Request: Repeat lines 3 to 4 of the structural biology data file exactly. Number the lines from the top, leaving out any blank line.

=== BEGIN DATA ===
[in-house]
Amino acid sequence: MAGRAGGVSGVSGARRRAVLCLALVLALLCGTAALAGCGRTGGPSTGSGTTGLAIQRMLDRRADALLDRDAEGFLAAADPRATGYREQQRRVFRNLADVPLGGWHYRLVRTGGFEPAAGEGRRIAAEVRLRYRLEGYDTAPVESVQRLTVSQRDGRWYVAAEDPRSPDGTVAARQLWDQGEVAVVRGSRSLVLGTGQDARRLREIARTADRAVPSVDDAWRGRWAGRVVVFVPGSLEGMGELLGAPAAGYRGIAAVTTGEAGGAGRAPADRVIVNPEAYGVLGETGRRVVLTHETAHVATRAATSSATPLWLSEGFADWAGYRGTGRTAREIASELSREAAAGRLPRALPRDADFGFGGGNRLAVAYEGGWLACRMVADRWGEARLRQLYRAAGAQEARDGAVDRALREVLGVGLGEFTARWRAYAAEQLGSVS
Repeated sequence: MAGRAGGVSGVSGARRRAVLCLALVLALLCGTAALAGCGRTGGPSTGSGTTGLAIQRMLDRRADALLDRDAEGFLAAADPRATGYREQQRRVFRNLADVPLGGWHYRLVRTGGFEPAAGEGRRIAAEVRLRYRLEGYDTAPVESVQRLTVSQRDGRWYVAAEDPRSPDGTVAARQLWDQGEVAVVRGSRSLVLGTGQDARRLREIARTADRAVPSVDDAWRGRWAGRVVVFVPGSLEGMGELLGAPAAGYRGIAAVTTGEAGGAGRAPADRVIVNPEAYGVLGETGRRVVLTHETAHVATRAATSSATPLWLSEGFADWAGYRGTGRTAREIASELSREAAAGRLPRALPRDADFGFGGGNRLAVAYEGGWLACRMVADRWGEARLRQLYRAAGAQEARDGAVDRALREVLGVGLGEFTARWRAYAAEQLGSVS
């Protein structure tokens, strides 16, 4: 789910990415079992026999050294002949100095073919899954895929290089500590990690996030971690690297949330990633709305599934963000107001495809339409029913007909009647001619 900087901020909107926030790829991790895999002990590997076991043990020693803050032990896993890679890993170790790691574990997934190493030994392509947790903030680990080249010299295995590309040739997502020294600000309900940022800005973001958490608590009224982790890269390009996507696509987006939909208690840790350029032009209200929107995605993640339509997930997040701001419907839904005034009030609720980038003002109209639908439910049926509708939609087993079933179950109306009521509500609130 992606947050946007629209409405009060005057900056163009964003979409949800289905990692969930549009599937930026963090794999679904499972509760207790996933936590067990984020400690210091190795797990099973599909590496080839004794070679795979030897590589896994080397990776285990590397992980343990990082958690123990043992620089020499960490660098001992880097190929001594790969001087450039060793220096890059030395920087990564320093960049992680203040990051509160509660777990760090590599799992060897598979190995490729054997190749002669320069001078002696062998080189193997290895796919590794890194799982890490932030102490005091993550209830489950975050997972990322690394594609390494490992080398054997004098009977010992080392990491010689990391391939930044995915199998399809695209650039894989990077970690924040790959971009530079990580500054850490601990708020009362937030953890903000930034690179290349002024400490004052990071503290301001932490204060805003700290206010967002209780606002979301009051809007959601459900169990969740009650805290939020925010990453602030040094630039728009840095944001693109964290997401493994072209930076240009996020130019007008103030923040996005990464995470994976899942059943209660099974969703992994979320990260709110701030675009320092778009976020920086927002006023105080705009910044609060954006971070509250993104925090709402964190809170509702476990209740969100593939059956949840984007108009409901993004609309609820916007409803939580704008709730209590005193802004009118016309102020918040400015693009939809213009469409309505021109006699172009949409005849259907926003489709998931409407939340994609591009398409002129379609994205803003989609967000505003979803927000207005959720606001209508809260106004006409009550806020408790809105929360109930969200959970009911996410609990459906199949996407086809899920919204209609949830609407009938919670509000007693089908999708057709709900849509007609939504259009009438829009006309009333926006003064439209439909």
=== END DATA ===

Repeated sequence: MAGRAGGVSGVSGARRRAVLCLALVLALLCGTAALAGCGRTGGPSTGSGTTGLAIQRMLDRRADALLDRDAEGFLAAADPRATGYREQQRRVFRNLADVPLGGWHYRLVRTGGFEPAAGEGRRIAAEVRLRYRLEGYDTAPVESVQRLTVSQRDGRWYVAAEDPRSPDGTVAARQLWDQGEVAVVRGSRSLVLGTGQDARRLREIARTADRAVPSVDDAWRGRWAGRVVVFVPGSLEGMGELLGAPAAGYRGIAAVTTGEAGGAGRAPADRVIVNPEAYGVLGETGRRVVLTHETAHVATRAATSSATPLWLSEGFADWAGYRGTGRTAREIASELSREAAAGRLPRALPRDADFGFGGGNRLAVAYEGGWLACRMVADRWGEARLRQLYRAAGAQEARDGAVDRALREVLGVGLGEFTARWRAYAAEQLGSVS
């Protein structure tokens, strides 16, 4: 789910990415079992026999050294002949100095073919899954895929290089500590990690996030971690690297949330990633709305599934963000107001495809339409029913007909009647001619 900087901020909107926030790829991790895999002990590997076991043990020693803050032990896993890679890993170790790691574990997934190493030994392509947790903030680990080249010299295995590309040739997502020294600000309900940022800005973001958490608590009224982790890269390009996507696509987006939909208690840790350029032009209200929107995605993640339509997930997040701001419907839904005034009030609720980038003002109209639908439910049926509708939609087993079933179950109306009521509500609130 992606947050946007629209409405009060005057900056163009964003979409949800289905990692969930549009599937930026963090794999679904499972509760207790996933936590067990984020400690210091190795797990099973599909590496080839004794070679795979030897590589896994080397990776285990590397992980343990990082958690123990043992620089020499960490660098001992880097190929001594790969001087450039060793220096890059030395920087990564320093960049992680203040990051509160509660777990760090590599799992060897598979190995490729054997190749002669320069001078002696062998080189193997290895796919590794890194799982890490932030102490005091993550209830489950975050997972990322690394594609390494490992080398054997004098009977010992080392990491010689990391391939930044995915199998399809695209650039894989990077970690924040790959971009530079990580500054850490601990708020009362937030953890903000930034690179290349002024400490004052990071503290301001932490204060805003700290206010967002209780606002979301009051809007959601459900169990969740009650805290939020925010990453602030040094630039728009840095944001693109964290997401493994072209930076240009996020130019007008103030923040996005990464995470994976899942059943209660099974969703992994979320990260709110701030675009320092778009976020920086927002006023105080705009910044609060954006971070509250993104925090709402964190809170509702476990209740969100593939059956949840984007108009409901993004609309609820916007409803939580704008709730209590005193802004009118016309102020918040400015693009939809213009469409309505021109006699172009949409005849259907926003489709998931409407939340994609591009398409002129379609994205803003989609967000505003979803927000207005959720606001209508809260106004006409009550806020408790809105929360109930969200959970009911996410609990459906199949996407086809899920919204209609949830609407009938919670509000007693089908999708057709709900849509007609939504259009009438829009006309009333926006003064439209439909």